One major health challenge confronting Africa is the effect of malaria, considering the fact that it claims the lives of more than one million people each year, most of them are pregnant women and children under the age of five. Malaria presents a major socio-economic challenge to African countries and this challenge cannot be allowed to go unnoticed since good health is not only a basic human need but also a fundamental human right and a prerequisite for economic growth (Streeten, 1981; Asante and Asenso-Okyere, 2003). Artemisinin-based Combination Therapy (ACT) is a recommended drug by WHO. ACT is any malaria drug which has been combined with Artemisinin derivative. Examples of malaria drugs which combine with Artemisinin derivative are Ammodiaquine, Lumefantrine and Piperiquine. Artemisinin derivatives are Artemether, Artesunate and Dihydroartemisinine. Although funding in the public sector has increased remarkably over the years, most treatments are administered over-the-counter through general shops, pharmacies and hawkers. Because these outlets are poorly regulated, the distribution, quality, price and administration of anti-malaria drugs vary significantly. The problem of drug resistance could be attributed to inappropriate use of drugs, lack of medical supervision, weak public health system, shortage at government clinics or even lack of access, and all these could be linked to the supply chain system. In Ghana, essential medicines are defined within the National Drugs Policy framework, 2004 and procured through the public procurement arrangements, which are regulated by various acts and legislations. Though malaria drugs have long been distributed through a large number of sector channels including public, private, local chemical stores and on the streets, information on the integration and collaboration in this market is very minimal. There is very little evidence on the drugs' supply including distribution channels, interventions that are being implemented to influence its availability and prices, supply chain mapping. This current study is positioned to assess this situation by examining the malaria drug supply chain management in Western region. The study also assesses the vulnerability of the malaria drug supply chain management system. The rest of the paper is structured as follows: Chapter two covers the literature review, chapter three discusses the methodology employed, chapter four includes discussion of the results and finally, chapter five is the summary, conclusion and recommendations.
BACKGROUND OF THE STUDY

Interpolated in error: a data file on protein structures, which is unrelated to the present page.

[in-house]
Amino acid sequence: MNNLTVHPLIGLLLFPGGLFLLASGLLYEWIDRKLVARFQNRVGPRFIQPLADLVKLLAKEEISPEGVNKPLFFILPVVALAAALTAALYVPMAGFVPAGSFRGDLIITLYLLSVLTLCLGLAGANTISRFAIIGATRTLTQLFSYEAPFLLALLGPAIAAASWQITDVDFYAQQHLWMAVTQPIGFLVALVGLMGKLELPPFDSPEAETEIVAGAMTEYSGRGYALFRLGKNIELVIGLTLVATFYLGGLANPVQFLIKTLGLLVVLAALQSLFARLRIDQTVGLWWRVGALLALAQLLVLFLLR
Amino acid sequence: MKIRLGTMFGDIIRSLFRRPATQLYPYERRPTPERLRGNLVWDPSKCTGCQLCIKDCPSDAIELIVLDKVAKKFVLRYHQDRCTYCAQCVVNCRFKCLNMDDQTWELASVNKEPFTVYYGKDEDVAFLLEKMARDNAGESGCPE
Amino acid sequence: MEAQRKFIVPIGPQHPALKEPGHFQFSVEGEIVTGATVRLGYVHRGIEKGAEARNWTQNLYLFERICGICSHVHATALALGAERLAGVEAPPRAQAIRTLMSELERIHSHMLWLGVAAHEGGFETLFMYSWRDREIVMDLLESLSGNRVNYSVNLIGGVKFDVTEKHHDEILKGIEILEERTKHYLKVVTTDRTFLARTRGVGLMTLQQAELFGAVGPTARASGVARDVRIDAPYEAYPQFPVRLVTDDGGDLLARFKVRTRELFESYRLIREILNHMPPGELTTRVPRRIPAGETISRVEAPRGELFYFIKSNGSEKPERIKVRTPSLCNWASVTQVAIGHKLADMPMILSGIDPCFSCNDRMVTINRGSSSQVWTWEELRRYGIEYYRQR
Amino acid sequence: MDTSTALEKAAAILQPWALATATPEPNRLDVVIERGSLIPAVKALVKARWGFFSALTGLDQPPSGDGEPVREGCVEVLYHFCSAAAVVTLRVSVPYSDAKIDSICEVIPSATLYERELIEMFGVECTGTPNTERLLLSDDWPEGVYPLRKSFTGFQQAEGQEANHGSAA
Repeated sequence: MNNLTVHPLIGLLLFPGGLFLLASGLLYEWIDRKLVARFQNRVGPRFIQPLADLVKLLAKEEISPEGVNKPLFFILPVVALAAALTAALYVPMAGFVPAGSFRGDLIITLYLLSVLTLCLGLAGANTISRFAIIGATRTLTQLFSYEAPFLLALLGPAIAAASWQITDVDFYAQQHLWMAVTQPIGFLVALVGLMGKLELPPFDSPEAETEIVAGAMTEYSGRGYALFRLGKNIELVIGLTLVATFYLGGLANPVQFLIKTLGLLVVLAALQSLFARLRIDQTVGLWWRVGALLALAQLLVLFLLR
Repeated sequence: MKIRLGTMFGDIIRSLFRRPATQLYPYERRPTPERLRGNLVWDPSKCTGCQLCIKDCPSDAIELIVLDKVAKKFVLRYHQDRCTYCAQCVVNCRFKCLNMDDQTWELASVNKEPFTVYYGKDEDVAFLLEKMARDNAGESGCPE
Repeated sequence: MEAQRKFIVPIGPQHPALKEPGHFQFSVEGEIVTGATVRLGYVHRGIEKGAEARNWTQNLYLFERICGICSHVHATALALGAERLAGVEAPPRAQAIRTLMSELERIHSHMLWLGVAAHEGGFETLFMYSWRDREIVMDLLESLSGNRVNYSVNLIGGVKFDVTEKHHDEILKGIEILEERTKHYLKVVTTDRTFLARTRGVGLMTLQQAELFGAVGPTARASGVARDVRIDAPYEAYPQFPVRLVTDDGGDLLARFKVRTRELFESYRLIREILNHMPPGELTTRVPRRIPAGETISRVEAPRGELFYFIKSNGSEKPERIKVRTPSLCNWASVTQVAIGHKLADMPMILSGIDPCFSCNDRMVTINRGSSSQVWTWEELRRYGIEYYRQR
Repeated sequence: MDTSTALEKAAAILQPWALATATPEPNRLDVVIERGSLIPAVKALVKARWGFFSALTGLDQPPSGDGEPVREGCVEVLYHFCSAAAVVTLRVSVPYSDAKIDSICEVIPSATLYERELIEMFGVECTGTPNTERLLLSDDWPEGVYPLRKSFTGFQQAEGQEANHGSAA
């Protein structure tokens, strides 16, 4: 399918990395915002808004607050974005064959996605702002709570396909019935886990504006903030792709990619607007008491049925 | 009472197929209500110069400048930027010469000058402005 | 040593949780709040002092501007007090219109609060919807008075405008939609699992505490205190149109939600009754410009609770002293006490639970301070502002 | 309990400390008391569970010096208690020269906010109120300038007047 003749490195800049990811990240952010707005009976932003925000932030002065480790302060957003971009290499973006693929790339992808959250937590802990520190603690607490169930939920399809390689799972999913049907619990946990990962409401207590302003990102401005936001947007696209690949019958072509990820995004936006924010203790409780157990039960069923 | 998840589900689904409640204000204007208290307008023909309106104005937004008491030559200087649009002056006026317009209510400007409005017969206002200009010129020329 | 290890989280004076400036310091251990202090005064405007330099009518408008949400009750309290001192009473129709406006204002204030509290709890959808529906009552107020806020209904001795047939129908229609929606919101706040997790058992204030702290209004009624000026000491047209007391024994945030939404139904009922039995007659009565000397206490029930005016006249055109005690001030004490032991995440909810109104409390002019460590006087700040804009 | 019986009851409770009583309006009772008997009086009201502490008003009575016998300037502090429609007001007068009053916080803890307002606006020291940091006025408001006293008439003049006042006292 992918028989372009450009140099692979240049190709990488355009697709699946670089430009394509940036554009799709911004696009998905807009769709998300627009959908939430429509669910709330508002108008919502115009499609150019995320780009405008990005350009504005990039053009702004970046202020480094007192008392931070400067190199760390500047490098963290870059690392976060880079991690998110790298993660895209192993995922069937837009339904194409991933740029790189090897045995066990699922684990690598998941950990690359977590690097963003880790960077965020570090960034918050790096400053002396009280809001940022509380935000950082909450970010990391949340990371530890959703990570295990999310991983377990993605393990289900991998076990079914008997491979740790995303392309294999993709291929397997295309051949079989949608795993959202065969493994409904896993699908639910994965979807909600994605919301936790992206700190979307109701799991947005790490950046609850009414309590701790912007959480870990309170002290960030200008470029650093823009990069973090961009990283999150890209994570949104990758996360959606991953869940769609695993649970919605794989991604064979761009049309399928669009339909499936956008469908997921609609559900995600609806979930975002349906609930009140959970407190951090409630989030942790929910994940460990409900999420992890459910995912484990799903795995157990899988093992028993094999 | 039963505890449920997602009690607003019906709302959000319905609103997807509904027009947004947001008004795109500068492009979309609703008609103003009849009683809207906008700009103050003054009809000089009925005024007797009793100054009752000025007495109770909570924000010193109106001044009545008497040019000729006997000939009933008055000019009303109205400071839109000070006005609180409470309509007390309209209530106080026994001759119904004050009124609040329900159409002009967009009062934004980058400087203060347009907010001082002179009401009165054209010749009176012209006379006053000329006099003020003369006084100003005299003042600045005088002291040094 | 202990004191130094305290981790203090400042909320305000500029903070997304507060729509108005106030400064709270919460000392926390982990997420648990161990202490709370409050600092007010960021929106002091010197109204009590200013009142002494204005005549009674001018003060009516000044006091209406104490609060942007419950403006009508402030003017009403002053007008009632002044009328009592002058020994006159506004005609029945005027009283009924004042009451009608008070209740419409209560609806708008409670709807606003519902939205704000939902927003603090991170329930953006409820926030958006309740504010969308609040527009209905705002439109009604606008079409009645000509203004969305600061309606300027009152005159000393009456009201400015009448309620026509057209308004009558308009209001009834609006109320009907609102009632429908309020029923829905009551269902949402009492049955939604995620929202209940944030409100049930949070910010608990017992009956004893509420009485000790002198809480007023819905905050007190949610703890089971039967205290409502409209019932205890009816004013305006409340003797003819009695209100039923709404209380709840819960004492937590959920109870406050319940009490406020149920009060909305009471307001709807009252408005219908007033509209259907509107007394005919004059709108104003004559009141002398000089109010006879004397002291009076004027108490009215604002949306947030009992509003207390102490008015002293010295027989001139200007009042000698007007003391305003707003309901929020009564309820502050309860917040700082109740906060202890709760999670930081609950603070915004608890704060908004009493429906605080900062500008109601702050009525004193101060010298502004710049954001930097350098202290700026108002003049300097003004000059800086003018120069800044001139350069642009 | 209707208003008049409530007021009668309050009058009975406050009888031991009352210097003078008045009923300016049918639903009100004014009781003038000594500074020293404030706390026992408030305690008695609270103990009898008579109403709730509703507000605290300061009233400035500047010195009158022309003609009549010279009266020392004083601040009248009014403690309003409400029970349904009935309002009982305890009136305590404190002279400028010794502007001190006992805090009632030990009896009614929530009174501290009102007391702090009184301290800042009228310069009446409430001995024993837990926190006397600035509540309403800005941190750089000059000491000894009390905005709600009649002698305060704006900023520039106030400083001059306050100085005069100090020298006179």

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A problem in many countries, especially the developing countries is the irregular or lack of access to essential drugs at health facilities. The availability and rational use of appropriate drugs are essential for successful implementation of proper healthcare strategy. The efficient and effective management of drugs can improve important public health outcomes and reduce expenditures. Especially in this globalization era, customers, ever more demanding and powerful than before, are seeking for products and services with higher criteria. In order to meet customers' requirements and satisfactions, companies have to be proactive against globalized markets which can be changed and influenced by several factors. With an increase of use of technology like internet, e-commerce there is no more barriers in business nowadays. Margins of companies were shrinking due to increasing demand from customers on lower prices. Companies identified the improvement of their supply management as the best alternatives for competitiveness and sustenance. The activities of the drug management cycle selection, procurement, distribution, and use of drugs are interdependent. The optimal functioning of the cycle requires the careful management and coordination of these activities hence drug supply chain management. Drug management is different from the management of other commodities and it is important in controlling costs and in preventing morbidity and mortality. Drug supply management is an efficient and effective management of drugs which can improve important public health outcomes and reduce expenditures. Currently managers are more required to improve the efficiency of their programs; the managers must aim at the most rational use of drugs and develop mutually beneficial relationships with the private sector, to assist in ensuring the availability of important drugs to the public. It is also critical in ensuring that the right drugs are available at right place, at right time and in the right dose and quantity required for the patient. Christopher (1998) claimed that companies have to achieve both cost leadership and service leadership to have an efficient supply chain management.